It's 2016, and it feels like we've been waiting forever for AMD to launch a strong attack against Intel with a fresh group of desktop processors that compete in the high-end. With Intel dominating the CPU scene for so long, three user groups have emerged: those who still buy AMD chips because the value proposition is still quite good, those who want to buy AMD to support the company but can't resist the allure of higher-performing competitive CPUs, and those who are completely indifferent to a brand and just buy whatever suits them. With Zen, AMD is hoping that the latter two groups will... Read more...
It's beginning to feel like AMD is finally starting to understand this whole "social" thing by teasing just the right amount of information to get fans salivating. Yesterday, we talked about a teaser of an upcoming graphics card enclosure posted to Facebook by Robert Hallock, who is part of AMD's Technical Marketing team. Now, Hallock has decided to open the floodgates for questions by conducting an AMA (ask me anything) on reddit tomorrow. Most AMAs at reddit last just a couple of hours, but AMD is pulling no punches here: it's doing one for seven hours. It starts at 10AM and ends 5PM, central... Read more...
AMD had lots of great stuff to show off in its suite at this year's CES, but one thing that stood out was a simple box that sat next to a thin notebook: an external graphics card enclosure. Now, we've been seeing this kind of product for many years - including from AMD itself - and not one of them has ever stuck. AMD promises that this one is different, though, because its design is more standardized. If you like the idea of using a desktop GPU to power gaming on a notebook, you might not have to wait too long before you can get your hands on an enclosure. Robert Hallock, who's part of AMD's technical... Read more...
When AMD announced its Radeon Fury series of graphics cards this past summer, the company talked about its dual-GPU R9 Fury X2 in such a way that it seemed like we'd see it in the fall, or at least before the end of the year. As we can now see, the release is still pending, despite 2016 being right around the corner. According to a new report, AMD has decided to hold off on the release of this card until the new year, so as to better align itself with the explosion that will be virtual reality. Based on this wording, it looks like AMD could release it now if it wanted to, but is deliberately holding... Read more...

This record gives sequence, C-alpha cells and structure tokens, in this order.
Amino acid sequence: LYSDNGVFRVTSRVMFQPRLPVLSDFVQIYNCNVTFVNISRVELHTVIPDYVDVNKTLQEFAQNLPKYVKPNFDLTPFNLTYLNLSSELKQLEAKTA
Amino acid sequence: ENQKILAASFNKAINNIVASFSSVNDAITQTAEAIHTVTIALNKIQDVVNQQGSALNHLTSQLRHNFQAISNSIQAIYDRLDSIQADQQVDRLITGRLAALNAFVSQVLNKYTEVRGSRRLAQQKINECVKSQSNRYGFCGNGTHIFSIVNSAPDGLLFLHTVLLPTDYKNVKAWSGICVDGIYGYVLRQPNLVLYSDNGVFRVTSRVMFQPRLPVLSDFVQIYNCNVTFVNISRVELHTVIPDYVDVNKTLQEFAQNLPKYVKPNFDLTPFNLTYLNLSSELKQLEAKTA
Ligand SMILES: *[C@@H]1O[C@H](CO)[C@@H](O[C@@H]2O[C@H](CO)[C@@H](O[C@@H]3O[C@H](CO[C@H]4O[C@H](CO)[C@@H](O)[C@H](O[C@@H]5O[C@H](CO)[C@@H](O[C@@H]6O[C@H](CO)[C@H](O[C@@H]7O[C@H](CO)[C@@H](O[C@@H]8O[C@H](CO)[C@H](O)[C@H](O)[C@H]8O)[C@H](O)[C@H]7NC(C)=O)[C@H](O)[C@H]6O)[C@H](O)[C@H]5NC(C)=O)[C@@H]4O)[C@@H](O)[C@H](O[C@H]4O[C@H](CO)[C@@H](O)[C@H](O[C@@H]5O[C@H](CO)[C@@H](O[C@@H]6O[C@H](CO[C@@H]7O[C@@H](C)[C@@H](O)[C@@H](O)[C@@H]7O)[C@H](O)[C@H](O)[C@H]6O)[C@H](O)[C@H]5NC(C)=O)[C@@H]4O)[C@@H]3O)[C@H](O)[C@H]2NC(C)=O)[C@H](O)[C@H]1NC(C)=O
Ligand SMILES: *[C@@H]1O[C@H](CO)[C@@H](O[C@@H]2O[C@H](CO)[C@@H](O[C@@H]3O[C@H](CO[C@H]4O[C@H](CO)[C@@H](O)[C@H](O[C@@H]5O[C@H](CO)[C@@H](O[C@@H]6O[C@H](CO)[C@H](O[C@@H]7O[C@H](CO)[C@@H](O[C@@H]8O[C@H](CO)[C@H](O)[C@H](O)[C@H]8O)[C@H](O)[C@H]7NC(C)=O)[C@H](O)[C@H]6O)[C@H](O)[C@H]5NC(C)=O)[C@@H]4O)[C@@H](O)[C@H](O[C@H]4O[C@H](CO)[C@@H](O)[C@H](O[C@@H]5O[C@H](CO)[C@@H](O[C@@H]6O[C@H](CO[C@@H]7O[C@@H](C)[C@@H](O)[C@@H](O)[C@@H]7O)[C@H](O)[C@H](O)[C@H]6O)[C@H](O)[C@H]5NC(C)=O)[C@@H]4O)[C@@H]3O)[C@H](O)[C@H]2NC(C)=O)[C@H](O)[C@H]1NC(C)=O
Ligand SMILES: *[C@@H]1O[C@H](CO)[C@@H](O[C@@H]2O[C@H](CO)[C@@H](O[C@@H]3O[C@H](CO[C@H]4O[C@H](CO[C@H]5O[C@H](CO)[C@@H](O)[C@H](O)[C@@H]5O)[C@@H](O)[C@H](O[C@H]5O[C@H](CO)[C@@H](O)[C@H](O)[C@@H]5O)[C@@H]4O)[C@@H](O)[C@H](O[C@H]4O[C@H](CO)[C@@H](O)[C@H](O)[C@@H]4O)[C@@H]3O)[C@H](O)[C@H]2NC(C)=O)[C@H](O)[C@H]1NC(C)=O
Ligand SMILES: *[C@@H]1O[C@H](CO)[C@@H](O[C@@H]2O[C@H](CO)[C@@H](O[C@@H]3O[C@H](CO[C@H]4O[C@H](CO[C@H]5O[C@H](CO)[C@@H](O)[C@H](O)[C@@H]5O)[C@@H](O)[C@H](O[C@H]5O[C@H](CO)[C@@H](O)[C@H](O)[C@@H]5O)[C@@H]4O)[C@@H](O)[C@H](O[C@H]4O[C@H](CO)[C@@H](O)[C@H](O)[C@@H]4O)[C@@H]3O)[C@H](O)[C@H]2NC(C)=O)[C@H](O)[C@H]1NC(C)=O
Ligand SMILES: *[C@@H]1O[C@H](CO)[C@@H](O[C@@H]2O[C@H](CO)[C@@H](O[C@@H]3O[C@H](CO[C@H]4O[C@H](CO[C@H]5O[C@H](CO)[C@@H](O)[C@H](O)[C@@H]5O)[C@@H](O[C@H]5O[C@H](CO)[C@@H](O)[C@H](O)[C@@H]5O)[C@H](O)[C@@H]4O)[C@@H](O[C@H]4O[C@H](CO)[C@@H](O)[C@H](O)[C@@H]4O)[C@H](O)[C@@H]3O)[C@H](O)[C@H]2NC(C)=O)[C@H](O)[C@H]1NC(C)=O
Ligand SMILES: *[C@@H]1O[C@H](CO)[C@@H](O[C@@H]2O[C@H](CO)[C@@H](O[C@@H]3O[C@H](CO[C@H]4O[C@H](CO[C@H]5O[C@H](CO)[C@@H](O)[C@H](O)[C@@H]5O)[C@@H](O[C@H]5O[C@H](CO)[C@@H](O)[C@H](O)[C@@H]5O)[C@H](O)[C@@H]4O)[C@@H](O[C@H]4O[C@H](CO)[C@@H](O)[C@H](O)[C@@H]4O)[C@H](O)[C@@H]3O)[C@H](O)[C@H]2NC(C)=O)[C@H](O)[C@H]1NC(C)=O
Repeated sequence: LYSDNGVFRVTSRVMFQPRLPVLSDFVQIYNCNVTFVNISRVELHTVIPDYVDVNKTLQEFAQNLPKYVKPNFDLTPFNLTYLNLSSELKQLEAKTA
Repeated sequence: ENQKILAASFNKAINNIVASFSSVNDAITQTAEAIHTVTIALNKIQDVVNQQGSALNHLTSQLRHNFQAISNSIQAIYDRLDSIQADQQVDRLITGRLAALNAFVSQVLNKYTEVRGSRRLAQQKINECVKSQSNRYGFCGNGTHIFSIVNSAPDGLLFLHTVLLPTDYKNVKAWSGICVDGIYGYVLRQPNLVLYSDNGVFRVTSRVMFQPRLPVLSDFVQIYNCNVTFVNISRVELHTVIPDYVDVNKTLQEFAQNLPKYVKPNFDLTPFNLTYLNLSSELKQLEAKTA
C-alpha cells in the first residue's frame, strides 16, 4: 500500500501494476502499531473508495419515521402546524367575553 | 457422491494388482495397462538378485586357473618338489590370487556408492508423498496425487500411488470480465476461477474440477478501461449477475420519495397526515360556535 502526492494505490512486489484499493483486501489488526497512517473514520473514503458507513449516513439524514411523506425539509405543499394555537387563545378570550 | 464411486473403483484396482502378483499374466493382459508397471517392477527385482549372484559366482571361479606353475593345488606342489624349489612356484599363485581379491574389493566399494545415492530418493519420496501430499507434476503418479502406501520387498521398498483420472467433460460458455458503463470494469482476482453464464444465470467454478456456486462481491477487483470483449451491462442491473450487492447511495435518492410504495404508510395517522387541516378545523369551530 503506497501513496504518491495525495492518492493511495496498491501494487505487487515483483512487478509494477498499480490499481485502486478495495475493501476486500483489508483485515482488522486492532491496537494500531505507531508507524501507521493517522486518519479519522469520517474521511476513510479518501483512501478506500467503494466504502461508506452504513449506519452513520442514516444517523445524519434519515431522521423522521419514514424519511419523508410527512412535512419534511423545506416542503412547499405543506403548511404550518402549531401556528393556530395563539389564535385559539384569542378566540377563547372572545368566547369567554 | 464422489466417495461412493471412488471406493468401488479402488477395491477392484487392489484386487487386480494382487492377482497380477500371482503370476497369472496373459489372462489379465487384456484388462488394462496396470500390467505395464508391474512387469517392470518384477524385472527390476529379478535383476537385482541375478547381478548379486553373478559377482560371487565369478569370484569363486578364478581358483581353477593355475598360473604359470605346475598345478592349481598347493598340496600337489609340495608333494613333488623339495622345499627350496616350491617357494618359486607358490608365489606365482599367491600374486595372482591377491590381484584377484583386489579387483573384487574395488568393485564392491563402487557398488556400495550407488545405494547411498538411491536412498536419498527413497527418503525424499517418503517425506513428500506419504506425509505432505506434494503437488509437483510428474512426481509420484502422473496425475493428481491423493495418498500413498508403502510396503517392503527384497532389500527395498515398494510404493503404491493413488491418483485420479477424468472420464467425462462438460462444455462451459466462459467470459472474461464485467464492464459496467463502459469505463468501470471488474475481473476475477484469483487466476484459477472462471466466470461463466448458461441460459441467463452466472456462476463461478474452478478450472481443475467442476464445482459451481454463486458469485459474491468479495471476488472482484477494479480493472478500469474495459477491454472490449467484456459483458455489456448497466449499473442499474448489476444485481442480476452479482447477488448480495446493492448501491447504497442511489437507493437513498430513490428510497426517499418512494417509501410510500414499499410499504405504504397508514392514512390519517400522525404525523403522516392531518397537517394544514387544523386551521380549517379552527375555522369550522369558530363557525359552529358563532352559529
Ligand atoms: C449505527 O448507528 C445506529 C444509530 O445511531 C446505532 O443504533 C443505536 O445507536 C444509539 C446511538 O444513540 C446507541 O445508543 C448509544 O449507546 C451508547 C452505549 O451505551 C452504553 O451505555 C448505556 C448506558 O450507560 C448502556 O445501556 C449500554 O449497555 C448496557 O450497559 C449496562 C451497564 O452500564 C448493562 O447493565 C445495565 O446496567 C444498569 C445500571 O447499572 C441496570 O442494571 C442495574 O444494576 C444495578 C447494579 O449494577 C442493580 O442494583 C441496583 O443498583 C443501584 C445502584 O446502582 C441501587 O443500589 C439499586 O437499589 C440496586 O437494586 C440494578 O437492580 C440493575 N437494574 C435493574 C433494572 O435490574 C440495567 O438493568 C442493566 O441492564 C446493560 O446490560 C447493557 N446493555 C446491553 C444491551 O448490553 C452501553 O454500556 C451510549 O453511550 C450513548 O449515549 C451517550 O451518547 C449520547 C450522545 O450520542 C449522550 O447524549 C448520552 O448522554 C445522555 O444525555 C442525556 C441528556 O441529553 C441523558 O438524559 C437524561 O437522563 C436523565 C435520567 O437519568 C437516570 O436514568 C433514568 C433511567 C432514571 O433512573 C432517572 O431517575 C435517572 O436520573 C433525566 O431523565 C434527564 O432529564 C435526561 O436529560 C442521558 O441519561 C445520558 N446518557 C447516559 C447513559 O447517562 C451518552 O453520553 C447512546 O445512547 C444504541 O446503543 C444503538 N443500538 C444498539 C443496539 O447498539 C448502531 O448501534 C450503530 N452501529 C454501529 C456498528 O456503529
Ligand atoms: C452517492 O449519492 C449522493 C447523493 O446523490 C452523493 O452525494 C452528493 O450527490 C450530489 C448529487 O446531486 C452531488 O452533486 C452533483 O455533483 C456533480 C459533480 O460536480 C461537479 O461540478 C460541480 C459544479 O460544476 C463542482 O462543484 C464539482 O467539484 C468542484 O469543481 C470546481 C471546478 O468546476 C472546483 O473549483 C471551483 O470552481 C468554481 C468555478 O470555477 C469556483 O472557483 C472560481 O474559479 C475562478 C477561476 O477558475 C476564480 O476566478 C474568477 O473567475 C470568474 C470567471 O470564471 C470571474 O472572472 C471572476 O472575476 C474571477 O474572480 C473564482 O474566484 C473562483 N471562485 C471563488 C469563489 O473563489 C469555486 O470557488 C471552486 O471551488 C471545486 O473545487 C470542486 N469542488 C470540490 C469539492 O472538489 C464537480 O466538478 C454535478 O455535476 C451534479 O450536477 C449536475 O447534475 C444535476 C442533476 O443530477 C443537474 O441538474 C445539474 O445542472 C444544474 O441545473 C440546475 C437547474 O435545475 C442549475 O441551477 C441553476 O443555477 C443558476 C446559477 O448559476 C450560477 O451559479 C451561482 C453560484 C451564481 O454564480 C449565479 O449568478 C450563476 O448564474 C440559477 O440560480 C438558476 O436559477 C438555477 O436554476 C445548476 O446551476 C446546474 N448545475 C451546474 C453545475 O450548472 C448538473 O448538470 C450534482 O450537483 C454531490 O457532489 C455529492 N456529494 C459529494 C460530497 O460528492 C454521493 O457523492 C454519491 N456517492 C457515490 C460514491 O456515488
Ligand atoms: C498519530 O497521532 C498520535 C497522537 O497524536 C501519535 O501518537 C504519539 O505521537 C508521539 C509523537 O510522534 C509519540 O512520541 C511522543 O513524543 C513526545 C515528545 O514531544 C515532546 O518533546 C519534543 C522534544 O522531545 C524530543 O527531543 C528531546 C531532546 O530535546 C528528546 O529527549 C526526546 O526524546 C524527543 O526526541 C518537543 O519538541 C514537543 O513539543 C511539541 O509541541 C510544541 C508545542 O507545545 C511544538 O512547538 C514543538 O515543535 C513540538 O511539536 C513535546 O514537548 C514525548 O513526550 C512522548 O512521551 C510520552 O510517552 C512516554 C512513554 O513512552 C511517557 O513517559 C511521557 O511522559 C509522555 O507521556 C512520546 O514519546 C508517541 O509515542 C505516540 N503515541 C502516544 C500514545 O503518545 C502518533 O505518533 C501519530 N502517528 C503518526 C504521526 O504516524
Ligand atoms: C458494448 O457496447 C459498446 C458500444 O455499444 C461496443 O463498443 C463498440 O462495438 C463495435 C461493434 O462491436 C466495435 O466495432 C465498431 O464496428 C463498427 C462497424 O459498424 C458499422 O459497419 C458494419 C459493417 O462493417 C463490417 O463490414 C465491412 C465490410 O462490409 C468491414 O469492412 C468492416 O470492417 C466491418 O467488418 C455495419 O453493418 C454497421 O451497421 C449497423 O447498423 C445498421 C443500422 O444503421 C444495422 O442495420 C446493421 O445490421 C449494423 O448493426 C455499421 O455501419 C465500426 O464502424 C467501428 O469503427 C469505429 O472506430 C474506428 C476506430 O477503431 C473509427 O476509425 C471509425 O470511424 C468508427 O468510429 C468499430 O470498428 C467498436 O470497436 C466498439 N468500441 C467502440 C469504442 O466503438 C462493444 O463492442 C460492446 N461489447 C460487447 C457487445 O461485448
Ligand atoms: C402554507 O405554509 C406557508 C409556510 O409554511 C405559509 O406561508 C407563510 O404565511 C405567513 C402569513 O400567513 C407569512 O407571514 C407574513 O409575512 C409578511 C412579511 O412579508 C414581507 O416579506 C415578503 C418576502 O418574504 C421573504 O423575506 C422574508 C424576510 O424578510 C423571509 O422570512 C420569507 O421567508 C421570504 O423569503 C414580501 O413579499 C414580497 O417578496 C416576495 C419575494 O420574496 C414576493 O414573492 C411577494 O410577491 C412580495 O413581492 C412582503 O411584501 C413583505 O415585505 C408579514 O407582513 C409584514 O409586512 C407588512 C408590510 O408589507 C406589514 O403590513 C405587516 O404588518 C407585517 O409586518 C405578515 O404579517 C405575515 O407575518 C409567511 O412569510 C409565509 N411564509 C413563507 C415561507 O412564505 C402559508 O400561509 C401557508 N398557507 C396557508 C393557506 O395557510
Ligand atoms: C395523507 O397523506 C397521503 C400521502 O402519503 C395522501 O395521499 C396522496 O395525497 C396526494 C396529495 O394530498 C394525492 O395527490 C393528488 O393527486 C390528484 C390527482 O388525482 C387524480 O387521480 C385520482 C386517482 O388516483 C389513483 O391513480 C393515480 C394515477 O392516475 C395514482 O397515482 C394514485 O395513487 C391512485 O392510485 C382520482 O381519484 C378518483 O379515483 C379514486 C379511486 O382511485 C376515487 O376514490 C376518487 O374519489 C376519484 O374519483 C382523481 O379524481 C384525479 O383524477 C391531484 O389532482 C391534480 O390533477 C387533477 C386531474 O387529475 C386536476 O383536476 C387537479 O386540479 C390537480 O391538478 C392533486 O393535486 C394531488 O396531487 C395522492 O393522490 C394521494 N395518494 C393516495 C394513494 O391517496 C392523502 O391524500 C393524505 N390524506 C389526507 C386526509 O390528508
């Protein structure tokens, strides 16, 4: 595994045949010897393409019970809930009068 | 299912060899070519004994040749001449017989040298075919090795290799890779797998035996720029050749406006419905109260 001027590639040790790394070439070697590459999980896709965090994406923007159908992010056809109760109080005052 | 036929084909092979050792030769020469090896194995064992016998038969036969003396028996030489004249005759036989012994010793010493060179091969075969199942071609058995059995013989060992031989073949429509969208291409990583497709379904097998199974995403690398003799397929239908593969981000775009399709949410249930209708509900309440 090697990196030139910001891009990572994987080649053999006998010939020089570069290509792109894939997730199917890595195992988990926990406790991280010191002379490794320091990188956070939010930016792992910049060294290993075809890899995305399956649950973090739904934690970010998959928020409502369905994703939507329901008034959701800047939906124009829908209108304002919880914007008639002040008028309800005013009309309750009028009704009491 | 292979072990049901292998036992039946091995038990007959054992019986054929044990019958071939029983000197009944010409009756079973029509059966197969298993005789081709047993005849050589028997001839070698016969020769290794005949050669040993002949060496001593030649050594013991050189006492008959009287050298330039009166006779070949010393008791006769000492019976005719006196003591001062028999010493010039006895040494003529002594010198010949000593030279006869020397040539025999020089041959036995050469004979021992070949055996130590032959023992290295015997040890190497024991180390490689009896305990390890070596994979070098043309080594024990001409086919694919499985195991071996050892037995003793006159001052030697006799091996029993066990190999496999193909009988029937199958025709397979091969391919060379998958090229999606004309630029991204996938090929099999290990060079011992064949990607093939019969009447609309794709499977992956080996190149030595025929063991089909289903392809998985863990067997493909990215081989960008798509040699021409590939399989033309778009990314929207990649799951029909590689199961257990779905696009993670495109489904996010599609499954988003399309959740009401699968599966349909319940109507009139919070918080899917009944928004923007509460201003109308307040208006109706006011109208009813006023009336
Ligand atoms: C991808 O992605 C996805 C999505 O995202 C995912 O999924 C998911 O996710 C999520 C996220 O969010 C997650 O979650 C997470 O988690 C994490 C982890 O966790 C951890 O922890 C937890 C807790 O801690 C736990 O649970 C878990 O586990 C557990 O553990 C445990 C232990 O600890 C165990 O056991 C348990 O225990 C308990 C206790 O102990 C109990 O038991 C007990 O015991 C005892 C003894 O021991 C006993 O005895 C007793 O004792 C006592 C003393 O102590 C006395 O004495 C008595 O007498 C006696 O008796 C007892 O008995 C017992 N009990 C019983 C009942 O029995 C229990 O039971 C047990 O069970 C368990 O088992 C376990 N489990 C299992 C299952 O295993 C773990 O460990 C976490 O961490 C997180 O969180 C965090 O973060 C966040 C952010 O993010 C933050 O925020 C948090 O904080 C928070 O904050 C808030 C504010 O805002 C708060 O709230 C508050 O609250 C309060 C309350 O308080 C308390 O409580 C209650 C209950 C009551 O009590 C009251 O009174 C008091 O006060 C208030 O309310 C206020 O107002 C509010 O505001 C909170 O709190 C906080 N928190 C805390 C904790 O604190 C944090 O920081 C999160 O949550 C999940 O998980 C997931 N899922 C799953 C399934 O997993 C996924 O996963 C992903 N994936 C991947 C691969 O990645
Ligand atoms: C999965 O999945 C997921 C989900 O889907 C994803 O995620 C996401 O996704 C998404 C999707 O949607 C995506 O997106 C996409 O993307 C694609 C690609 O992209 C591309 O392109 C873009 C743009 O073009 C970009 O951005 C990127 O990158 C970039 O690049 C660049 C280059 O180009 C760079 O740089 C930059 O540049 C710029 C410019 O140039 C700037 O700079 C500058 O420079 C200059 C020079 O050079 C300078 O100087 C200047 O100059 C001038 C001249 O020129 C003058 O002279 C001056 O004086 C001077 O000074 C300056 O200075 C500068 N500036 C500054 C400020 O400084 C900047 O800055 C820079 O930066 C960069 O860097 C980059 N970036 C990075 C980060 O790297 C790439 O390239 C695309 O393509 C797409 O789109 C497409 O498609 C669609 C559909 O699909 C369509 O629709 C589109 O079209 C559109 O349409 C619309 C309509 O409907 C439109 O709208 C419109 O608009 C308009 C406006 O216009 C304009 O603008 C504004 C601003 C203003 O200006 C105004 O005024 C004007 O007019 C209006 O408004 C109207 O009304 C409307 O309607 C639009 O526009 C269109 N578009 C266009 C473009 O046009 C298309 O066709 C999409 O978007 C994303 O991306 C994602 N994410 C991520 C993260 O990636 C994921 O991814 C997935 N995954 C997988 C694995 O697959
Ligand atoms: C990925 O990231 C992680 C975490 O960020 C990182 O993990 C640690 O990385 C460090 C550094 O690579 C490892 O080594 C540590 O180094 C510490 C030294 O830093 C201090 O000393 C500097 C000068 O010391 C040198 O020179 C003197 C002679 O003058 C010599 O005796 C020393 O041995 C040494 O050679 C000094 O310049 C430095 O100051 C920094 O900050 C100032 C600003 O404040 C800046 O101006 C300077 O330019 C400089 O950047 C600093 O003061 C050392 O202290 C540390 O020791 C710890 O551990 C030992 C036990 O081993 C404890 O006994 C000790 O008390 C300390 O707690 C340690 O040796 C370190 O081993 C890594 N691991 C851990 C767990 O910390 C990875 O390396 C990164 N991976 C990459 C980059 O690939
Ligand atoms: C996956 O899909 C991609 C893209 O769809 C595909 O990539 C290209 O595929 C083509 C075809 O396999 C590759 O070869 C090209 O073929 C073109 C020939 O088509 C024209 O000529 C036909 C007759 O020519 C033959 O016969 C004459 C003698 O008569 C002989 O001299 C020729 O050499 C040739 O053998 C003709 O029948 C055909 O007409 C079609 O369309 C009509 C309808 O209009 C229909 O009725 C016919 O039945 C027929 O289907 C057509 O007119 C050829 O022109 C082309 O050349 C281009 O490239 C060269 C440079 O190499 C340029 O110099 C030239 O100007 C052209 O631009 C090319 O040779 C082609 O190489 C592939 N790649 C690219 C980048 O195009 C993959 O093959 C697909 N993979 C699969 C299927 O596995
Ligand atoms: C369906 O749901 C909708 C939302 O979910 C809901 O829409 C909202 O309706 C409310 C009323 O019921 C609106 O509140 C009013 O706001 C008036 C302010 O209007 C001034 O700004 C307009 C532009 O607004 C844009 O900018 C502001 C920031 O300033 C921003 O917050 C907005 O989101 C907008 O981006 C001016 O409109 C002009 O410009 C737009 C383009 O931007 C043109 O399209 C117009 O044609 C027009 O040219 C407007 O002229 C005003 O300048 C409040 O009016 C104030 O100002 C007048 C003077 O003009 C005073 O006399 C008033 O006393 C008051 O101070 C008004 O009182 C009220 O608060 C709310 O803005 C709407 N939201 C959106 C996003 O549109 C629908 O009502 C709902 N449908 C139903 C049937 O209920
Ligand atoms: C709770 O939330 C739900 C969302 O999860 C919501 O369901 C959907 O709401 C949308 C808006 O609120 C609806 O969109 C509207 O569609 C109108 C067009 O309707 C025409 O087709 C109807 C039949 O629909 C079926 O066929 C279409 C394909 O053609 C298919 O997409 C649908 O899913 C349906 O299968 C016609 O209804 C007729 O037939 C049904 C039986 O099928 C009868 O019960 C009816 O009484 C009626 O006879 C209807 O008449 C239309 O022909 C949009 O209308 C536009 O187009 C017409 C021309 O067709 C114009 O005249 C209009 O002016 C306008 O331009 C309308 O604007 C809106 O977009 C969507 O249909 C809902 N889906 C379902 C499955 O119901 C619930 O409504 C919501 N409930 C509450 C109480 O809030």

Isn't it great when a bit of extra performance can be snared from a piece of PC hardware for free? It's the reason overclocking is so popular, whether it's to boost a CPU to cut down on render/encode times, or a GPU to give us a few extra frames-per-second. What's even better, though, is when a little trickery can be used to turn one product completely into another. On the GPU side of things, this has been possible a few times in the past, and according to a proud ASUS STRIX owner, it's also apparently possible with one of the current top-end models from AMD. In a rather subtle post made to XtremeSystems,... Read more...
AMD has some great news for both Microsoft and Sony as well as the legion of developers that produce content for their respective consoles: record sales can be expected in 2016. That also bodes well for AMD itself, since it produces the CPU and graphics chip (APU) that grace both consoles. The company is also intent on being the sole CPU/GPU vendor in the next generation of consoles, which it says we could see in 2019. While the next generation of consoles is still quite a ways off, one thing to look forward to is the fact that AMD claims the units will offer 5x the performance-per-watt of current... Read more...
With its Radeon Fury X, AMD delivers a card that offers top-rate performance along with cool temperatures even under immense stress. And in ideal scenarios, it's also pretty quiet. As we noted in our review though, some Fury X cards originally suffered from pump whine, and that was a problem that would plague AMD for the following months. We're at a point now where you can feel confident that a Fury X you purchase today isn't going to exhibit that issue, but that incident still managed to put a damper on AMD's otherwise impressive launch. Well, just as things were beginning to smooth out, GamersNexus... Read more...